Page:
Tax Considerations in a Universal Pension System (UPS) (Discussion Papers)
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The inadequacy of the current U.S. public and private pension systems may warrant the establishment of a universal pension system (UPS), which would cover all workers—full-time and part-time—and require them to contribute at a level that can help provide them with adequate incomes when they retire. This paper develops options for a system of individual accounts to which, starting in 2007, each employee or self-employed worker would be required to contribute 3 percent of covered payroll (i.e., 3 percent of up to $97,500 in 2007). The UPS we describe would raise the total "replacement rate" for average wage men to 49.0 percent of final wages—provided Social Security is fixed—or 39.8 percent if not
Making America Work (Book)
|Posted to Web: December 20, 2007||Publication Date: December 20, 2007|
Work. Hard work! And plenty of it. That is what has made the United States into the world's foremost economic superpower. But while we Americans value and respect work, we are also concerned about economic justice. We like to see all workers earn a fair day's pay for a fair day's work. And we like having a safety net to catch those who cannot compete successfully in our labor markets. America works because of this balance between the desire to reward work and our concerns about economic justice. But according to Jon Forman, America could work even better.
In Making America Work, Forman explains how current government policies influence work and work behavior and makes the case for changing government tax, welfare, Social Security, pension, and labor market policies to encourage work and promote greater economic justice. It is a clear, provocative declaration of principles and a bold prescription for policies that restore and preserve the balance of work rewards and economic justice.
Designing a Work-Friendly Tax System: Options and Trade-Offs (Discussion Papers/Tax Policy Center)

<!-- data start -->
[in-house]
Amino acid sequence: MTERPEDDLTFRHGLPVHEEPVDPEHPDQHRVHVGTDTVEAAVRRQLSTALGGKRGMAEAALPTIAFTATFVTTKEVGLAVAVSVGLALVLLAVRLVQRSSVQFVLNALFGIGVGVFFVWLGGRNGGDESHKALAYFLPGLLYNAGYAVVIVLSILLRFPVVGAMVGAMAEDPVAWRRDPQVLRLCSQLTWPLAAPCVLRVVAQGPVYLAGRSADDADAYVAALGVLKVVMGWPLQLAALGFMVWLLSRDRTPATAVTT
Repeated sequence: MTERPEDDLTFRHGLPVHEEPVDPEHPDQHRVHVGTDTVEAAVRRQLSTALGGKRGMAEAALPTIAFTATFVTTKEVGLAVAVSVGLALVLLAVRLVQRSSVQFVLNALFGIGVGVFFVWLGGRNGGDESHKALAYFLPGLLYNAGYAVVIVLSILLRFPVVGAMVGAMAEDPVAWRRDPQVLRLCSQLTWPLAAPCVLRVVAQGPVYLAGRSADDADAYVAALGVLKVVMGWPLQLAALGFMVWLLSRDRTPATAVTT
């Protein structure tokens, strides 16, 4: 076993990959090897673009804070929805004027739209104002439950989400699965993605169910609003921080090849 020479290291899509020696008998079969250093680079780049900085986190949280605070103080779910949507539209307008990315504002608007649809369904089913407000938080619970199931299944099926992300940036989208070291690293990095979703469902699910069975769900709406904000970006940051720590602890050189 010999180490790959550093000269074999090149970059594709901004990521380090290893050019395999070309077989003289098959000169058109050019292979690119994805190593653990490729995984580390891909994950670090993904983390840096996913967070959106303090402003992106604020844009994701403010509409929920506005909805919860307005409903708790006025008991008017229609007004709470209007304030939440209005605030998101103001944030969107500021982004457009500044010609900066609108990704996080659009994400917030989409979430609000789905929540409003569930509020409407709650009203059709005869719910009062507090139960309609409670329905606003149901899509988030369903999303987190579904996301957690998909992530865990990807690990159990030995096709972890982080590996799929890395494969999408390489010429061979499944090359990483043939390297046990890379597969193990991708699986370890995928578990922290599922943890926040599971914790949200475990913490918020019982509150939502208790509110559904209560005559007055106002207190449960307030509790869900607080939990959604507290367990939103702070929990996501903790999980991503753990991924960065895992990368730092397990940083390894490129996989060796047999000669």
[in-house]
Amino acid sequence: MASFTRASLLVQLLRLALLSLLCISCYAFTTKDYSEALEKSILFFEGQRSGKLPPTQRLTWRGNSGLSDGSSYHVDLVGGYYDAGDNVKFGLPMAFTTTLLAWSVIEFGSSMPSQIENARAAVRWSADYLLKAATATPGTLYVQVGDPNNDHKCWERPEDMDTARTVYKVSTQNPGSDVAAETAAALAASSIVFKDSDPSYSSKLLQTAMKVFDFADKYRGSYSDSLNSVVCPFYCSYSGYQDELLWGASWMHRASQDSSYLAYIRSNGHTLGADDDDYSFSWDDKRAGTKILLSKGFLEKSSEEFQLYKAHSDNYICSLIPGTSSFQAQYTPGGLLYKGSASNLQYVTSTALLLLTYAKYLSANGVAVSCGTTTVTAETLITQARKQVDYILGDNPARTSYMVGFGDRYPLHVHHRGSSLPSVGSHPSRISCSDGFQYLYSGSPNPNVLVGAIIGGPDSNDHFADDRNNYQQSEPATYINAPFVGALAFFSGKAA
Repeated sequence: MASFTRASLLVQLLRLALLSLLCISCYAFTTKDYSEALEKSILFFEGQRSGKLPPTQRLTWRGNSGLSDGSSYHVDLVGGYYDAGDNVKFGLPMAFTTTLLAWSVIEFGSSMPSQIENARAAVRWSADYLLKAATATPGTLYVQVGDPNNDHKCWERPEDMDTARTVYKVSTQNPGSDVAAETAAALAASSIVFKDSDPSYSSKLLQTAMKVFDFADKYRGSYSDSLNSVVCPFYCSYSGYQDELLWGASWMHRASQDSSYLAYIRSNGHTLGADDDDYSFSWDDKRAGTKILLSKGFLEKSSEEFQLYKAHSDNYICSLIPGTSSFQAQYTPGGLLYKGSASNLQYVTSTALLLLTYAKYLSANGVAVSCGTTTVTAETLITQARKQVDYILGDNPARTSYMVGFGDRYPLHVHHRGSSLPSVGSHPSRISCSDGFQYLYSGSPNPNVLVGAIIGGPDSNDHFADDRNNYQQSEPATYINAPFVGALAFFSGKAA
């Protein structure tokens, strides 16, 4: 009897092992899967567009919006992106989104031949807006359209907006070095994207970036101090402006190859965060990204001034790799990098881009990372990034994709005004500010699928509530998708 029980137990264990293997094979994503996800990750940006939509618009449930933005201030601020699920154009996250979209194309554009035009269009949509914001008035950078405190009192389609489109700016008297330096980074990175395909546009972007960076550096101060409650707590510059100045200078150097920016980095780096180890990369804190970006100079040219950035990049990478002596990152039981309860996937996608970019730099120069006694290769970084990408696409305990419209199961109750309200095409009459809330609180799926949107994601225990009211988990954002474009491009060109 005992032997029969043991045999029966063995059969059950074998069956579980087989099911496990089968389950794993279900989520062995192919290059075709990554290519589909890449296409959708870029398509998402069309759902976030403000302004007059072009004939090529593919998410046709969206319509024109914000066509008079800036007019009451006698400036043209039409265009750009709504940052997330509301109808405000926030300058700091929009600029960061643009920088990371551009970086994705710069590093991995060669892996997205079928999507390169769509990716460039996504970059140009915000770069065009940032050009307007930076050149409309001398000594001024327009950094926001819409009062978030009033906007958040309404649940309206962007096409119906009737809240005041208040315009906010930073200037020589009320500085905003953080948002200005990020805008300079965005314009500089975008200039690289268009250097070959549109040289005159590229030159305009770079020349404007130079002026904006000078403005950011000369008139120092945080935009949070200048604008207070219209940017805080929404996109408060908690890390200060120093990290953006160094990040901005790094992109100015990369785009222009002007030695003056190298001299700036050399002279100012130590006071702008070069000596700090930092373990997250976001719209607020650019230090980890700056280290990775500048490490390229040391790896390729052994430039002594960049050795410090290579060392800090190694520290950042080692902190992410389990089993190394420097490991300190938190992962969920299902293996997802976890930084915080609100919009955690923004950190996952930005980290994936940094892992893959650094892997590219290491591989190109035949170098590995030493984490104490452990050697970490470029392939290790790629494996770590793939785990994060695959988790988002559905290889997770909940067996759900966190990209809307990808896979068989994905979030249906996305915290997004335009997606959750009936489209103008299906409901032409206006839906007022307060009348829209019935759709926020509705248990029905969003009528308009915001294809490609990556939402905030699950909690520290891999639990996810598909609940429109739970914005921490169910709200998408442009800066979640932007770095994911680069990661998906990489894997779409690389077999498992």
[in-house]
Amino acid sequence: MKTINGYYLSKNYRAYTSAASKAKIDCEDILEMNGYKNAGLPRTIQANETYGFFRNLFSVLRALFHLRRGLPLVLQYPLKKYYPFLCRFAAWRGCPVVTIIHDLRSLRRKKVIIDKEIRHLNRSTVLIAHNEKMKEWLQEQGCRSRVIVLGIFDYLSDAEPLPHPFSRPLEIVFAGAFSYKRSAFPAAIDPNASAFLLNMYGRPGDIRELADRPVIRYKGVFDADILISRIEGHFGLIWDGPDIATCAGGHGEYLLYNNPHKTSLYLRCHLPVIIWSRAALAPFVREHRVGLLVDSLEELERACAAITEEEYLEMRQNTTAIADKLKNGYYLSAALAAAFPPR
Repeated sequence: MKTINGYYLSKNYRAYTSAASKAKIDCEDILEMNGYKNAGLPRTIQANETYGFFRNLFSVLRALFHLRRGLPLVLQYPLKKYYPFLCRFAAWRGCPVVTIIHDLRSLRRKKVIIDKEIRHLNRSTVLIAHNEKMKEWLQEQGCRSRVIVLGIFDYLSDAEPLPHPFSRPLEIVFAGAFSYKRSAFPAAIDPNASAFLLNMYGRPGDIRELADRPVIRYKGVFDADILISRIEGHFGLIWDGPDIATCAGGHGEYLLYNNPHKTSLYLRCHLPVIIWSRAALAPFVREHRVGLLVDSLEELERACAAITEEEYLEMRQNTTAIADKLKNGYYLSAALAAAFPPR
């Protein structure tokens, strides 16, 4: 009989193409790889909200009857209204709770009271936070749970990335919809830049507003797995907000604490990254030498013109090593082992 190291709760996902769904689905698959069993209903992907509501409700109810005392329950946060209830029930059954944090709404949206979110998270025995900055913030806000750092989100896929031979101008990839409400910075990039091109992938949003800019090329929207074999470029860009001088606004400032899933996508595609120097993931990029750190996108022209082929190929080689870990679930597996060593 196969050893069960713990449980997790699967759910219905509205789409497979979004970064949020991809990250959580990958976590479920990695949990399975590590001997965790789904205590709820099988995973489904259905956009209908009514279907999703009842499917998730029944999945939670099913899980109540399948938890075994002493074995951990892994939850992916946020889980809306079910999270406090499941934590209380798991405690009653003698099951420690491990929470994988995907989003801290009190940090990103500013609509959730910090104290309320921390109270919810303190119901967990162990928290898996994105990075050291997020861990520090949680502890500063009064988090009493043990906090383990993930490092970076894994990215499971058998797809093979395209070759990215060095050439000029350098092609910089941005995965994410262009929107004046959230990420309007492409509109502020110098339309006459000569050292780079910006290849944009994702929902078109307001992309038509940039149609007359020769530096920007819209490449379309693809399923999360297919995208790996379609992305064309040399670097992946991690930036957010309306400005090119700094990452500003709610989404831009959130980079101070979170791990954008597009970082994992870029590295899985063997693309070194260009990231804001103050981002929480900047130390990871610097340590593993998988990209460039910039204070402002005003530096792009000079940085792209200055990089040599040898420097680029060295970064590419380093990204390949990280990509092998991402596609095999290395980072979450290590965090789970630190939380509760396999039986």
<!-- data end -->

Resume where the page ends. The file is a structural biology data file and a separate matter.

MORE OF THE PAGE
|Posted to Web: September 01, 2006||Publication Date: September 01, 2006|
The federal tax system often imposes its highest effective marginal tax rates on low- and moderate-income individuals. This paper suggests several ways to reduce those high effective marginal rates but illuminates the large trade-offs involved. One approach would replace the current earned income credit (EIC) with a $2,000 EIC for working parents and a refundable $1,000 per child tax credit. A more comprehensive approach would integrate the individual income and Social Security tax systems into a single tax system with just two tax rates and a refundable $2,000 EIC for working parents and a $1,000 universal grant for every person.
Earned Income Credit: From The Encyclopedia of Taxation and Tax Policy (Article)
|Posted to Web: June 09, 2005||Publication Date: June 09, 2005|
The income credit was originally enacted in 1975, and over the years it has grown to be one of the principal antipoverty programs in the federal budget. The credit is a refundable income tax credit for low-income working taxpayers. Three separate schedules apply, depending on how many qualifying children the taxpayer has. This entry defines the credit, provides its history, and analyzes its effects.
|Posted to Web: October 01, 1999||Publication Date: October 01, 1999|
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